4 Replies
              1. re: mcf

                Yes about the separate bag in water. Even better, I've supposed, is to put the bag in a full sink of water. I think the physics is such that the more the water mass, the greater its capacity to thaw the shrimp.

                I remember once lying on a water-bed in which the heater had failed some time before, so the water was about room temp. It quickly felt like death creeping over me, no lie--sapping body heat like nobody's business. A feeling I've never forgotten...

                1. re: Bada Bing

                  I put mine in a huge stainless mixing bowl on the counter so my sink is free. It's as big as some sinks. :-)

                  I once slept on an unheated water bed, decades ago. Never again.

                2. re: mcf

                  The Costco frozen "cooked" shrimp and "uncooked" shrimp are not frozen together in a block, they seem to be individually frozen...so there's no need to break them apart.

                  If I'm serving shrimp cocktail, I just buy the "cooked" and their flavor and texture are fine.

                  1. re: monku

                    That's only partially true. While they're not in one giant block, there are often clumps of several joined together, or a few large clumps per bag. I don't take a sledge hammer to them but I've found that giving the bag a bang onto the counter separates them without tearing so that I can remove only the desired amount.

                3. Dunno, but honestly I just cook 'em from frozen most of the time. Unless I'm frying the shrimp I just take what I need from the bag frozen, put the rest back in the freezer, and cook 'em straight. Especially if I'm putting them in gumbo or some other "saucy" thing. Just add an extra minute or so to cooking time.

                  1. It alters the integrity of the shrimp texture. Shrimp will start to separate or shred if forced thawed using water.

                    3 Replies
                    1. re: ipsedixit

                      I believe this is the reason for the warning. The smaller the shrimp, the more apparent this deterioration will be. Gently using very cold water will minimize the effect.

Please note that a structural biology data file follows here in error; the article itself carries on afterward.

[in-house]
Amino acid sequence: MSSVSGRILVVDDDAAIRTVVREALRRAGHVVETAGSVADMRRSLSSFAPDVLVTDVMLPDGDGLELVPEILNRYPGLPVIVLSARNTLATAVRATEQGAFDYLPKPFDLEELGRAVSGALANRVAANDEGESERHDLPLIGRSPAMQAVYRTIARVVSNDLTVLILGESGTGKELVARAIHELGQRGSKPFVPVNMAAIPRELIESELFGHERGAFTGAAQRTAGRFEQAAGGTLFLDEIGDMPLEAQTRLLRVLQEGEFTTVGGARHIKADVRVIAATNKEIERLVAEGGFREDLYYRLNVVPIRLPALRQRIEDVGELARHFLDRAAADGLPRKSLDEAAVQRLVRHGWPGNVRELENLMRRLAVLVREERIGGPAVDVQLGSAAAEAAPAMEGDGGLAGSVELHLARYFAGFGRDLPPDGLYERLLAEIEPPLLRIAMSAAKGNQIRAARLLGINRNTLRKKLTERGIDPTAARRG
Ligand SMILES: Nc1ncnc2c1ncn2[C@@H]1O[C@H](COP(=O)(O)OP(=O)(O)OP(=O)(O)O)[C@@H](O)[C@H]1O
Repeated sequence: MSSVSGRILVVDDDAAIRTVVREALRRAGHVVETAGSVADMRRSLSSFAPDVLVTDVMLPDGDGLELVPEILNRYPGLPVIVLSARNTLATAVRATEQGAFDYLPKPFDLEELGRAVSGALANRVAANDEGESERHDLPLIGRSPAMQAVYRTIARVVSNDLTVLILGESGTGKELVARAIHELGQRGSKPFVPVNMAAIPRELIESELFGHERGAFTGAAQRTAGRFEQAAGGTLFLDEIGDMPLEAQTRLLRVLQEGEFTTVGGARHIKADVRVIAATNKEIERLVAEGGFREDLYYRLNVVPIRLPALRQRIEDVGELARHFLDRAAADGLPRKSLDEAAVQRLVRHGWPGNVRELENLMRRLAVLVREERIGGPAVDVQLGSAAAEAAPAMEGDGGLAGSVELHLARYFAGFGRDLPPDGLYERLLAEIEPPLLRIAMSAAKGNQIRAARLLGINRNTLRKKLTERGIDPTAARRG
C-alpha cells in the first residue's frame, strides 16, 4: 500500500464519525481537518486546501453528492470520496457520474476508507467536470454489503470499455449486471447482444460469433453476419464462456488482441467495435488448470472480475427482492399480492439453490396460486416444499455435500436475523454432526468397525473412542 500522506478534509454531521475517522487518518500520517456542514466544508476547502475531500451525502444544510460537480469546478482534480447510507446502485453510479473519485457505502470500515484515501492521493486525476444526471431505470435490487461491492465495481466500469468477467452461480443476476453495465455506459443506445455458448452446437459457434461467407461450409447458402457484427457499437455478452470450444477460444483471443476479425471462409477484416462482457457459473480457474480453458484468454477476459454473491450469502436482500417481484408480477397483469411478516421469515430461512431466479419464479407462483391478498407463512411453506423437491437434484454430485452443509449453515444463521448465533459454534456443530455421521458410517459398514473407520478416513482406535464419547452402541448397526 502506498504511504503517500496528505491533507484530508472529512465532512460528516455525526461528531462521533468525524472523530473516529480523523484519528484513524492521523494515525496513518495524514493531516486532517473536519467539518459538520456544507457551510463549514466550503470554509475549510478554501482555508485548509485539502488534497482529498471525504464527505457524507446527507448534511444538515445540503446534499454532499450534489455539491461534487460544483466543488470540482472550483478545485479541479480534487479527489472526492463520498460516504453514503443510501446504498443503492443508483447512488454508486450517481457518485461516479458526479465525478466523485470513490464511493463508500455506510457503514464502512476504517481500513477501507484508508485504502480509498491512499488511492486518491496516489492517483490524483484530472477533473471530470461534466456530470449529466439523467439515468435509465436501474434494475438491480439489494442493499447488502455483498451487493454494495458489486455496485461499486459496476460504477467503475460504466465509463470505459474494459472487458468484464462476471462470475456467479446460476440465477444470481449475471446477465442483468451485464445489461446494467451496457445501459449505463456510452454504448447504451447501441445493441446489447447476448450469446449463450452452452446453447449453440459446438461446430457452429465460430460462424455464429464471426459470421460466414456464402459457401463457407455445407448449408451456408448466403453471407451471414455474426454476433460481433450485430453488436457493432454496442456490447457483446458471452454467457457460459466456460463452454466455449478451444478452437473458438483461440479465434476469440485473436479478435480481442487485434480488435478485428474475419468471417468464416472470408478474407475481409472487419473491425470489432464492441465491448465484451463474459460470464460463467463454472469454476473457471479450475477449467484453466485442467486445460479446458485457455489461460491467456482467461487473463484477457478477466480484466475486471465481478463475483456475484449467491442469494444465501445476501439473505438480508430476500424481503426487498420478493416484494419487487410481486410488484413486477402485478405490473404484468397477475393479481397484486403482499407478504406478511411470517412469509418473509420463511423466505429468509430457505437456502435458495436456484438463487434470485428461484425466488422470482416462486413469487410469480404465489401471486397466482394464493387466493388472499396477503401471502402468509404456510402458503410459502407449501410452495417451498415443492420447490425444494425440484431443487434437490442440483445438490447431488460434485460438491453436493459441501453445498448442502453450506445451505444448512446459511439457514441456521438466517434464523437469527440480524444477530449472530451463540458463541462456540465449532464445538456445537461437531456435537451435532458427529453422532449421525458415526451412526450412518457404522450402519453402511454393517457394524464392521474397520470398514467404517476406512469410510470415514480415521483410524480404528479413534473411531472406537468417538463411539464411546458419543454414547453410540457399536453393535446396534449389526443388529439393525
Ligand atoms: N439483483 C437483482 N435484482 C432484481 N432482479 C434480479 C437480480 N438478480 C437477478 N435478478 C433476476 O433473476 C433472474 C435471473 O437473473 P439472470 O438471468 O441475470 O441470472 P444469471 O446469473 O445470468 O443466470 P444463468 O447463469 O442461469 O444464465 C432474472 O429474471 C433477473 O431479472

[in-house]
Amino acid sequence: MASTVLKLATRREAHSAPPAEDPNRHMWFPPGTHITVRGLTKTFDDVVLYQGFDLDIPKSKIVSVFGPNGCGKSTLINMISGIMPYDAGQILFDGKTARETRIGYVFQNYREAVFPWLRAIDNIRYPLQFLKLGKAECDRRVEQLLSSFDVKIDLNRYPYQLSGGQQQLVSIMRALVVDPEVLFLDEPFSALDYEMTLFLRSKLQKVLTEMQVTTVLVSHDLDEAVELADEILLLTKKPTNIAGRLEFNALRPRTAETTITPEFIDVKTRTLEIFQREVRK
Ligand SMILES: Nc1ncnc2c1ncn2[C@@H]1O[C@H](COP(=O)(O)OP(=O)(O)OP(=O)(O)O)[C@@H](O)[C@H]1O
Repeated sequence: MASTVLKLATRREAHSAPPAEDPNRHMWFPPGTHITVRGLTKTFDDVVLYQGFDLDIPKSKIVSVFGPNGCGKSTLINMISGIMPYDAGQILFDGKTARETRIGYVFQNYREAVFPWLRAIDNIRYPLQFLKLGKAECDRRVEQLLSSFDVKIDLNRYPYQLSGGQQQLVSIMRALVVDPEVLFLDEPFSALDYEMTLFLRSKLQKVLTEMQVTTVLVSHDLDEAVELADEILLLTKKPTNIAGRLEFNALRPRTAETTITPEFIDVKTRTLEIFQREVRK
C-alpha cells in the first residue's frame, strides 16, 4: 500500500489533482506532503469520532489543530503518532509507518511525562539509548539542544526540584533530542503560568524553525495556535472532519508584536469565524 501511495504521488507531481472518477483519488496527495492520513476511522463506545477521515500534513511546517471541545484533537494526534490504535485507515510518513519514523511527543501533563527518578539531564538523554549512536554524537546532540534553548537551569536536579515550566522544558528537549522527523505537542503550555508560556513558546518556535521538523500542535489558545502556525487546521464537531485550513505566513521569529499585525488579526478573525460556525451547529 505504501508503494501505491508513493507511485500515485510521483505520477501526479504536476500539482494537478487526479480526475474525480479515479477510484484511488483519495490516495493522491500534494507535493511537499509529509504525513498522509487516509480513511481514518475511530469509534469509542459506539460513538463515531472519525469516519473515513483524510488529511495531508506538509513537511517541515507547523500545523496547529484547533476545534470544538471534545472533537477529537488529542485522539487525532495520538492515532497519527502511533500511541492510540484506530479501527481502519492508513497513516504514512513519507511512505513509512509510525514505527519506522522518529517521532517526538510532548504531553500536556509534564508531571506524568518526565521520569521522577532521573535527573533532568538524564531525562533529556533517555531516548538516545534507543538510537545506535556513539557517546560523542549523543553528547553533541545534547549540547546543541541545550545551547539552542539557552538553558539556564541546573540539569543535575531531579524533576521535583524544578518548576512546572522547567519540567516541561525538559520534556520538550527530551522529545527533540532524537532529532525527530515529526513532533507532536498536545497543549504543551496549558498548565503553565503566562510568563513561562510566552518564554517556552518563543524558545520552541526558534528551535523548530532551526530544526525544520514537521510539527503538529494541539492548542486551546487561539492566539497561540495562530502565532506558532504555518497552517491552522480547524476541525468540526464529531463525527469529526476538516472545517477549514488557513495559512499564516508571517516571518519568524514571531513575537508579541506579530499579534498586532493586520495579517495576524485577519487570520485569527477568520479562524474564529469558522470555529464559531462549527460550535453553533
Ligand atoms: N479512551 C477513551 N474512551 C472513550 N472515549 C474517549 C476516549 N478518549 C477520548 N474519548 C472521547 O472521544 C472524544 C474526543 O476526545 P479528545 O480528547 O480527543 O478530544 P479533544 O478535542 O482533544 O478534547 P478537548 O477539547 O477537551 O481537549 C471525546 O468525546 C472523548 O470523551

1. re: MGZ

                        We used to have to defrost large boxes of frozen shrimp at our restaurant. We would never force thaw with running water, just put the whole thing in a garbage can filled with water.

                    2. Frozen shrimp is usually made by what is called IQF (individual quick freeze) in a brine solution done at a very low temp. So it is possible to just reach into the bag and take out what you need for a meal. If some shrimps are loose and some are like a frozen block of shrimp then it is possible that bag got to room temp after it was IQF. Now have you ever taken a very cold ice cube from a freezer and run it under cold water or better yet under hot water. You will hear it crackle and you will see many cracks throughout the cube. Frozen shrimp does the same thing if allowed to unfreeze too fast. The shrimp cells explode and all the juices run out.The sudden unfreezing of the ice in shrimp cells is a violent action. As a result it breaks the cell walls of the shrimp allowing all the succulent juices to run out leaving just the cell wall which is basically trashy and tasteless. JoanN is right, let it thaw overnight in the refrigerator and it will taste like fresh caught. Perhaps a good example of what happens when meats are thaw too fast is a frozen piece of steak.If left out on a table on a warm day, A clear red liquid will accumulate. That liquid came from inside the meat cells. Whats left are the cell walls-trash. FYI. medical laboratories quickly unfreeze cells in a test tube to break the cell walls to release what is inside them.